Paul Sancya, Associated Press
Sergio Marchionne, Chief Executive Officer, Fiat and Chrysler Group LLC views the North American International Auto Show in Detroit, Tuesday, Jan. 10, 2012.

DETROIT — Fiat hopes to start fresh in North America after a disappointing first year.

The Italian brand sold fewer than 25,000 Fiat 500 subcompacts in the U.S. and Canada in 2011, only halfway to its goal of 50,000. Its network of new dealers was slow to get up and running. Awareness of the brand was low. Fiat was returning to the U.S. for the first time since 1983, when it pulled out of the market because of quality problems.

Sergio Marchionne, the chief executive of Fiat SpA and its partner, Chrysler Group, said the company shouldn't have set such a high target. He said Fiat based its numbers on sales of its closest competitor, Mini, which sold more than 62,000 vehicles in the U.S. and Canada last year.

"We set ourselves up for the fall. We really did," Machionne said during an interview at the Detroit auto show. "And then people are saying, 'What's the future of Fiat? Well, the future of Fiat was exactly the same future that we had in mind when we launched the 500."

Marchionne said the brand now expects to sell between 25,000 and 35,000 vehicles in the U.S. next year and 5,000 in Canada.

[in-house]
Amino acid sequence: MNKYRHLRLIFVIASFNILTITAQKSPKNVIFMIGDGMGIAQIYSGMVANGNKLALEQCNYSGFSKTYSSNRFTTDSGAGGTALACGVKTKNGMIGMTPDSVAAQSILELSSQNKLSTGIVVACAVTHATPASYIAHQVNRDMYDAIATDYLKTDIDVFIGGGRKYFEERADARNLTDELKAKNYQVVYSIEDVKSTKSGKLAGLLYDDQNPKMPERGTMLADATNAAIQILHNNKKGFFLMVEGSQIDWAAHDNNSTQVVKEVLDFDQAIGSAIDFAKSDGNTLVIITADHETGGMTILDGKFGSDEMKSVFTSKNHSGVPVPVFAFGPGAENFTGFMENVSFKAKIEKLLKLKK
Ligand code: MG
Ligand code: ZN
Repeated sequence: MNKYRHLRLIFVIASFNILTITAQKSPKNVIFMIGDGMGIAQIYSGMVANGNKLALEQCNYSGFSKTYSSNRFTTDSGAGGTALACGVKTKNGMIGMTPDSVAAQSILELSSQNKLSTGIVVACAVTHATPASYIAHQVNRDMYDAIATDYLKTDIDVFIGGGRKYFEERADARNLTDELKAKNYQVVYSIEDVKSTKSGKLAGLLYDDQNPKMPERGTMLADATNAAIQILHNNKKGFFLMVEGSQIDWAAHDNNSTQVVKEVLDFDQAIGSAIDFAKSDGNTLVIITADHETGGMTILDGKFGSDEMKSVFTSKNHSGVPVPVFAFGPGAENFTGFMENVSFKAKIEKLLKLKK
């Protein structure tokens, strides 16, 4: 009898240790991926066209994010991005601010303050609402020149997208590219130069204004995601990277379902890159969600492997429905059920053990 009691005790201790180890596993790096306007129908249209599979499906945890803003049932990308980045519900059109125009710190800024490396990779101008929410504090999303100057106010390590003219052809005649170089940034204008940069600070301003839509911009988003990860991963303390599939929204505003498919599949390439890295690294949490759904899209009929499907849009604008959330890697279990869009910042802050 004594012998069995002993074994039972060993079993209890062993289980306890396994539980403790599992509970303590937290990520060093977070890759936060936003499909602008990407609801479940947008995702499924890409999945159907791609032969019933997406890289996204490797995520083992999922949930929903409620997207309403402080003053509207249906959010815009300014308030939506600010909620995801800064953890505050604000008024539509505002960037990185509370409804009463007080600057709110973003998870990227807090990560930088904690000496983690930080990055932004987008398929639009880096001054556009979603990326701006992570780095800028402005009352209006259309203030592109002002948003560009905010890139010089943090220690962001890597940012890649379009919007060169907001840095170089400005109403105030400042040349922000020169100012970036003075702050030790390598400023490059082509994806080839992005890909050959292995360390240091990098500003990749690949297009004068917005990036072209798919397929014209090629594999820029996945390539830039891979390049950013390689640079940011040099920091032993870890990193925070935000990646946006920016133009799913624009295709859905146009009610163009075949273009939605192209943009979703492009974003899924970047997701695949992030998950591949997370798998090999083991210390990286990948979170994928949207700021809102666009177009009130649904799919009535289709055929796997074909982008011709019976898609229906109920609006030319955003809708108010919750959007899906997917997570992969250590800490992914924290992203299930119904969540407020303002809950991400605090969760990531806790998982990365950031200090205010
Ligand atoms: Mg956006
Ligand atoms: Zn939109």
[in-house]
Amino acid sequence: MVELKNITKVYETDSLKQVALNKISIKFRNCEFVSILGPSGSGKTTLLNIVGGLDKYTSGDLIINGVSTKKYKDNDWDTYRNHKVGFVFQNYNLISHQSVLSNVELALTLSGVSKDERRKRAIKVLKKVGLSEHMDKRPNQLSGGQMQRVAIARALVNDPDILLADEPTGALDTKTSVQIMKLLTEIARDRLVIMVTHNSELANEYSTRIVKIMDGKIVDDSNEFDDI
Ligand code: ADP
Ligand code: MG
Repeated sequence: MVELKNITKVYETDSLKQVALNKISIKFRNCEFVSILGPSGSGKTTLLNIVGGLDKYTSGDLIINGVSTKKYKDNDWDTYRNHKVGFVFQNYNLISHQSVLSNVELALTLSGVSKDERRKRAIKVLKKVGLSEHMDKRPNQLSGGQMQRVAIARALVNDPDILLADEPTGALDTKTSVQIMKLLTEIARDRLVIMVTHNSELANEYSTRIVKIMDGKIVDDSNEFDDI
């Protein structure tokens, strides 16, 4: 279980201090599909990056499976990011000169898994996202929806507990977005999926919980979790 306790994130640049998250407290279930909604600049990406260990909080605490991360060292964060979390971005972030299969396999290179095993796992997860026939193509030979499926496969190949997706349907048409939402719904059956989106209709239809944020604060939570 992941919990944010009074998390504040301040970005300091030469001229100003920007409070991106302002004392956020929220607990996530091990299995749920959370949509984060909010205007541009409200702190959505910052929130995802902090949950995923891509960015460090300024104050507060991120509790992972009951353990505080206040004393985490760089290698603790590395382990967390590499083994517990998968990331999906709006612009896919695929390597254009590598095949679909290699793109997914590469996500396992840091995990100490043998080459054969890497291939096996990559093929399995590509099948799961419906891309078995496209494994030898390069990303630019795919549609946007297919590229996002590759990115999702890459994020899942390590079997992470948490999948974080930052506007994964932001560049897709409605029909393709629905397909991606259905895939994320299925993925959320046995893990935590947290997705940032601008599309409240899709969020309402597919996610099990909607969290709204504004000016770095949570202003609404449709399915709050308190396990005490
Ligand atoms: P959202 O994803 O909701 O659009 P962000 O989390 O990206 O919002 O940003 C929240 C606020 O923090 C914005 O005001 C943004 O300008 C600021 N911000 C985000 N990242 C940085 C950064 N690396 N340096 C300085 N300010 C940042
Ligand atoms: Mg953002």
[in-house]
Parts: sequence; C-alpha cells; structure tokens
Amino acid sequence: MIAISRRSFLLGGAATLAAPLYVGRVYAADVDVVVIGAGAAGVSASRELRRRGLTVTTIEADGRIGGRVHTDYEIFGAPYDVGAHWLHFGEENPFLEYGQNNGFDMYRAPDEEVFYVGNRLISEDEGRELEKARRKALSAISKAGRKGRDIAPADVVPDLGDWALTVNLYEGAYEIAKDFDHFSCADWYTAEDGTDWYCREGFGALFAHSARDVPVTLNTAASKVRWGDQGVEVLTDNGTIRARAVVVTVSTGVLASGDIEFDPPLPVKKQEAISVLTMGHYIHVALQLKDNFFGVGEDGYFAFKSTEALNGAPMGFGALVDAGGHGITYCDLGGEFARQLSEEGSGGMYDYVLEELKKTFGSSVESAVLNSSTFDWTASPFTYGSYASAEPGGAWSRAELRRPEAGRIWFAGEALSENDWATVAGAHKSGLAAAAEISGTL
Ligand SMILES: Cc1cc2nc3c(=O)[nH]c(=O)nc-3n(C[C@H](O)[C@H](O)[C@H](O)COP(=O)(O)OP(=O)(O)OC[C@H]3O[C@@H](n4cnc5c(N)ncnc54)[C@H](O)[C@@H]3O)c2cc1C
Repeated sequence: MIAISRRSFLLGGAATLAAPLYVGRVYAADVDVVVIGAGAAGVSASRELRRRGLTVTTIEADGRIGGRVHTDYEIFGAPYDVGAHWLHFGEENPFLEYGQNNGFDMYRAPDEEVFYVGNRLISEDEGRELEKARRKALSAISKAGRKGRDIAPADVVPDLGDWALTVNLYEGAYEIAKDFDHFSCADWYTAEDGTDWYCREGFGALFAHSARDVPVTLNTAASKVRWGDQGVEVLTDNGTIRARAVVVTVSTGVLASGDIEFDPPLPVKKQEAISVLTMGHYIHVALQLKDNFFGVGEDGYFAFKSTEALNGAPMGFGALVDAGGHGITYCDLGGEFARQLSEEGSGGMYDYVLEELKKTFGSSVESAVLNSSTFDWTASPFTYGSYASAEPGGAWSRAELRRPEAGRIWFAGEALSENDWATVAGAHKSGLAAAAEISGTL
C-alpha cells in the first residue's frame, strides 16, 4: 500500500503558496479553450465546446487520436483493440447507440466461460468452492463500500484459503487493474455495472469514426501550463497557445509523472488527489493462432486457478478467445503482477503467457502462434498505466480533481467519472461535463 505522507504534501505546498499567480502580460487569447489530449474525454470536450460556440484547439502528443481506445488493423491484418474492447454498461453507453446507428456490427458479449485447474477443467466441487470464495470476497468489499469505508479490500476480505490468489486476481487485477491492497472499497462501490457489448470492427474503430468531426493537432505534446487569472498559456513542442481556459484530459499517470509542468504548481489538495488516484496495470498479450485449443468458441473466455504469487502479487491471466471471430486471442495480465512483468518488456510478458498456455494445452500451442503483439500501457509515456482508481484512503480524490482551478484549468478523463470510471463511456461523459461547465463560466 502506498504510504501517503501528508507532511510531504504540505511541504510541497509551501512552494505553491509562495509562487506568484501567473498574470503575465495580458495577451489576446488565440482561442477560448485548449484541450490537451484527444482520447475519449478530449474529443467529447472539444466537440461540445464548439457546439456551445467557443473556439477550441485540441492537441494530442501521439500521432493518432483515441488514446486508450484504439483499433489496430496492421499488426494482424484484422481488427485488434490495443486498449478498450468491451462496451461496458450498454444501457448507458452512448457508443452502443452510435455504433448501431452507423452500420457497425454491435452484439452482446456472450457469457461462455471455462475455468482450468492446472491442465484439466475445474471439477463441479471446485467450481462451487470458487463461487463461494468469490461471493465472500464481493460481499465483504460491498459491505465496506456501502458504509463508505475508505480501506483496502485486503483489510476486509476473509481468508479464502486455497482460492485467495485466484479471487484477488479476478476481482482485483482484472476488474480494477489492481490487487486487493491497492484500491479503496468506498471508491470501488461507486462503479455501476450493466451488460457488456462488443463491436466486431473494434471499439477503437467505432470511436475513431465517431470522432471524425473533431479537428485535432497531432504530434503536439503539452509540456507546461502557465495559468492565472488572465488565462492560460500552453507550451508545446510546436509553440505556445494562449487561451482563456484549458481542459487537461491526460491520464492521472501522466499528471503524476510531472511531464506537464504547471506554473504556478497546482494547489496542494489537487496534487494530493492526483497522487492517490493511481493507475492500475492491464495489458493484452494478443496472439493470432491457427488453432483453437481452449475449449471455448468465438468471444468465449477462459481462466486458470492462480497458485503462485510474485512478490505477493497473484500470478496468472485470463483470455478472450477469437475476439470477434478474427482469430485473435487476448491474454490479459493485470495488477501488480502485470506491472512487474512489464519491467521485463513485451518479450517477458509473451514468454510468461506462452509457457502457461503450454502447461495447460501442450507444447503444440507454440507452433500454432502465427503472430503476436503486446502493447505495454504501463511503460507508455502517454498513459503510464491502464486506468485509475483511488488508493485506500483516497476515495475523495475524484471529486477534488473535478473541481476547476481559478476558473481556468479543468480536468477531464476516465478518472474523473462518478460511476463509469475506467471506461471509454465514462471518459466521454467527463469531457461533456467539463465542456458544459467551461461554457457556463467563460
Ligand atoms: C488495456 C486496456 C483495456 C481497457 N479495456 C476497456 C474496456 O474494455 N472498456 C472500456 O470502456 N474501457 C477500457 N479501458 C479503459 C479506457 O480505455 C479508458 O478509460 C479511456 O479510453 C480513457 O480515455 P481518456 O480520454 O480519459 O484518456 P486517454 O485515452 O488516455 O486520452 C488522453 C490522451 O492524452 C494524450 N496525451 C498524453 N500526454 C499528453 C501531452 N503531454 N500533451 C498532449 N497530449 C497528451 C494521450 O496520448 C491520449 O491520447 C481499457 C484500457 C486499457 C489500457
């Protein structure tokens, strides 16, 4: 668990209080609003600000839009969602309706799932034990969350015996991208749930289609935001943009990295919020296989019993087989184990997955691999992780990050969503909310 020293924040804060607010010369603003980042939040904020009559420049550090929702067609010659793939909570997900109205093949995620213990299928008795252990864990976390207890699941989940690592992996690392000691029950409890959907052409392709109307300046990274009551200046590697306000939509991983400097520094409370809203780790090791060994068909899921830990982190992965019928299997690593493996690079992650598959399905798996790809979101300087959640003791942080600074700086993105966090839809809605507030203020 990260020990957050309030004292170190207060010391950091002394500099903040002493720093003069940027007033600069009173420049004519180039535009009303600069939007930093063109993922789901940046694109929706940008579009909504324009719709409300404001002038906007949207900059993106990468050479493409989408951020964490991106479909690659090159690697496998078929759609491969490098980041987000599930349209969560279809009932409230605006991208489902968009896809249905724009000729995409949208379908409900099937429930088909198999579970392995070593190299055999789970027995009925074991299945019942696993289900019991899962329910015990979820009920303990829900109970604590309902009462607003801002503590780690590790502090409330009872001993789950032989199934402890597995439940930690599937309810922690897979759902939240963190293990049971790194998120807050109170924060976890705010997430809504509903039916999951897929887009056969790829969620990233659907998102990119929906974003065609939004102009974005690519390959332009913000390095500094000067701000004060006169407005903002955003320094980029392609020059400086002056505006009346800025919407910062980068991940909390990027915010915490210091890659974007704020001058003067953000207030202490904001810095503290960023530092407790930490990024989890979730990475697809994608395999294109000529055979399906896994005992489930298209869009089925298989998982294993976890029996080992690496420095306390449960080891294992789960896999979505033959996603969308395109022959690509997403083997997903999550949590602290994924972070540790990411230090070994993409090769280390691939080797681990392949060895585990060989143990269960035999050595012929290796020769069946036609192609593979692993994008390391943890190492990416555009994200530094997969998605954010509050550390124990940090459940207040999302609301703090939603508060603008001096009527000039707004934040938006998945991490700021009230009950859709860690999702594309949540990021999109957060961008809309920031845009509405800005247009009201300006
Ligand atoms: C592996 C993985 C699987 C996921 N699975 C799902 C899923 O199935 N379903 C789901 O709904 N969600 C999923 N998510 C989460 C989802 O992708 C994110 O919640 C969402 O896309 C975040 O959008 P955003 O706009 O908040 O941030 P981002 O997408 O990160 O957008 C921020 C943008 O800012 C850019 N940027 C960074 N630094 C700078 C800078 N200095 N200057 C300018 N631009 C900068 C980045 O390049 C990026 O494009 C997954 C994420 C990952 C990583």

Olivier Francois, the marketing chief for Fiat and Chrysler, said Fiat should have a much better year in North America. The company now has 137 dealers, compared with 70 six months ago. It's also rolling out two Fiat 500 variants: the upscale Gucci addition and the sporty Abarth.

"We needed better depth than just one car," Francois said. Marchionne confirmed that Fiat is also planning to launch a small minivan to the U.S. in 2013.

Francois said awareness of Fiat is growing since the company launched ads with singer Jennifer Lopez in September. Francois said the ads are helping position Fiat as an urban car with a lot of attitude. Later, the brand will focus more on its Italian heritage, he said.

After the disappointing first year, the head of U.S. Fiat, Laura Soave, was replaced in November by longtime Chrysler marketing executive Timothy Kuniskis.

Kuniskis said his top priority is increasing awareness of the Fiat brand. But in the meantime, he's happy with the customers Fiat is drawing, who come from many different ages and income levels.

"We're getting people from every demographic who just want something different," he said. "These are customers that Chrysler, Jeep and Dodge have never seen before."